Pessimism: Philosophy, Ethic, Spirit

Pessimism Philosophy Ethic Spirit Pessimism claims an impressive following from Rousseau Schopenhauer and Nietzsche to Freud Camus and Foucault Yet pessimist remains a term of abuse an accusation of a bad attitude or the diagnosi

  • Title: Pessimism: Philosophy, Ethic, Spirit
  • Author: Joshua Foa Dienstag
  • ISBN: 9780691125527
  • Page: 295
  • Format: Paperback
  • Pessimism claims an impressive following from Rousseau, Schopenhauer, and Nietzsche, to Freud, Camus, and Foucault Yet pessimist remains a term of abuse an accusation of a bad attitude or the diagnosis of an unhappy psychological state Pessimism is thought of as an exclusively negative stance that inevitably leads to resignation or despair Even when pessimism looksPessimism claims an impressive following from Rousseau, Schopenhauer, and Nietzsche, to Freud, Camus, and Foucault Yet pessimist remains a term of abuse an accusation of a bad attitude or the diagnosis of an unhappy psychological state Pessimism is thought of as an exclusively negative stance that inevitably leads to resignation or despair Even when pessimism looks like utter truth, we are told that it makes the worst of a bad situation Bad for the individual, worse for the species who would actually counsel pessimism Joshua Foa Dienstag does In Pessimism, he challenges the received wisdom about pessimism, arguing that there is an unrecognized yet coherent and vibrant pessimistic philosophical tradition More than that, he argues that pessimistic thought may provide a critically needed alternative to the increasingly untenable progressivist ideas that have dominated thinking about politics throughout the modern period Laying out powerful grounds for pessimism s claim that progress is not an enduring feature of human history, Dienstag argues that political theory must begin from this predicament He persuasively shows that pessimism has been and can again be an energizing and even liberating philosophy, an ethic of radical possibility and not just a criticism of faith The goal of both the pessimistic spirit and of this fascinating account of pessimism is not to depress us, but to edify us about our condition and to fortify us for life in a disordered and disenchanted universe.

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    1 thought on “Pessimism: Philosophy, Ethic, Spirit”

    1. Dienstag presents the case that a pessimistic worldview does not necesitate a pessimistic personal attitude, that, in fact, pessimism is a philosophically respectable 'ethic' or 'form of life' with an enviable history of adherents.Pessimism's basic foundation lies in the generally accepted change in time consciousness that occurred in the early modern period. THe modern notion of linear time produced two children: optimists (time is linear and progressive) and pessimists (time is linear and flat [...]

    2. A so-so to decent book that could have been so much betterOccasionally I'll penalize a book for having a good, even a great, concept and just not doing it full justice, and this is one of those occasions.This book rates at least five stars for its rehabilitation of pessimism and for its excellence at connecting the dots between different philosophers without an established "school of pessimism."It ranks less than five stars for not fulfilling its potential and overlooking three major areas.Diens [...]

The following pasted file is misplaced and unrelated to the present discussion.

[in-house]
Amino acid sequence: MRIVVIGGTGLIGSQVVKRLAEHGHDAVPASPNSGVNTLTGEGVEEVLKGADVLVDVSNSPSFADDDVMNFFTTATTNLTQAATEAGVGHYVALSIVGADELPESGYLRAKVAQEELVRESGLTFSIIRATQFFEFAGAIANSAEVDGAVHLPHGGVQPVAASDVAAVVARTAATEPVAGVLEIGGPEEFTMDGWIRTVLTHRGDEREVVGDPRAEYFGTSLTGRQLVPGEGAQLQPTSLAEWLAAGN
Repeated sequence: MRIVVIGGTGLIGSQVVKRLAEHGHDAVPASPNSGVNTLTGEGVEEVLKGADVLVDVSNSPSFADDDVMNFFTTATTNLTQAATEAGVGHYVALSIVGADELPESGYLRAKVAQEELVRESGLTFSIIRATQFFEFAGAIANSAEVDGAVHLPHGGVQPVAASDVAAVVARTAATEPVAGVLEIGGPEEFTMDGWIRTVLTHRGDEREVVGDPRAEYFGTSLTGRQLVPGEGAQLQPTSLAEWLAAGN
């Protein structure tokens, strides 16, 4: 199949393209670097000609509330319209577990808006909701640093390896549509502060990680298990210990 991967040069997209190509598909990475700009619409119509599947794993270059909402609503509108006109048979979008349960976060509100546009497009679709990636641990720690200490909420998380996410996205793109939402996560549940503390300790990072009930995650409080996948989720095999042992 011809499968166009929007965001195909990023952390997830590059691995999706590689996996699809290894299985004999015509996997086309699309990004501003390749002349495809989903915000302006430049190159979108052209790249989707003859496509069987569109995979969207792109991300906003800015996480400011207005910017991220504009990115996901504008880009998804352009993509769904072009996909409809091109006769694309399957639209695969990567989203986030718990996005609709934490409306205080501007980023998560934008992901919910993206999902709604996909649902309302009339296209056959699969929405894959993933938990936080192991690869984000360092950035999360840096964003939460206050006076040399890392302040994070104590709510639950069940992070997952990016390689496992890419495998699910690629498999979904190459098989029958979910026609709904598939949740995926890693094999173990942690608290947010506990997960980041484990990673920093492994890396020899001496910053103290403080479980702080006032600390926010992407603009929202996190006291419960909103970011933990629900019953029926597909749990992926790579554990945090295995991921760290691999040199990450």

3. "Pessimism is. . .a freedom to cut yourself loose from a project that everyone insists you participate in. Pessimism cuts us free of an optimism that is demanded of us. Pessimism cuts us out of a social activity we were enrolled in without our assent."

    4. This is an excellent piece of political theory. Pessimism is the only "liberating" path, I agree (no matter how it may sound contradictory). But, to say the truth, I am still closer to Schopenhauer's way of pessimism, rather than author's favourite Nietzsche. Instead of Dionysus, I prefer his tutor Silenus, who says that "That the best thing for a man is not to be born, and if already born, to die as soon as possible.". A little bit more misanthrophic, perhaps."Temporarity creates barriers to fr [...]

    5. An excellent account of a maligned and marginalized philosophical tradition that rejects the hegemony of modern optimism, offering a welcome reminder that optimists are never pleasantly surprised.

    6. Dienstag offers the reader an interesting discussion of pessimism as a philosophical trend, exemplified in the writings of Rousseau, Leopardi, Schopenhauer, Freud, Unamuno, Camus and Cioran. Personally I found his discussion of Nietzsche and Cervantes' Don Quixote to be very insightful. I found the chapter entitled "Pessimism and Freedom" a bit tedious. I would recommend this work to friends and colleagues.

    7. Dienstag understands the centrality of time to human experience, the profound divide that separates freedom from happpiness, and the mistaken fallacy in expectations.

    8. A terribly interesting overview of the philosophical and political implications of what the author describes as an overlooked philosophical thread.

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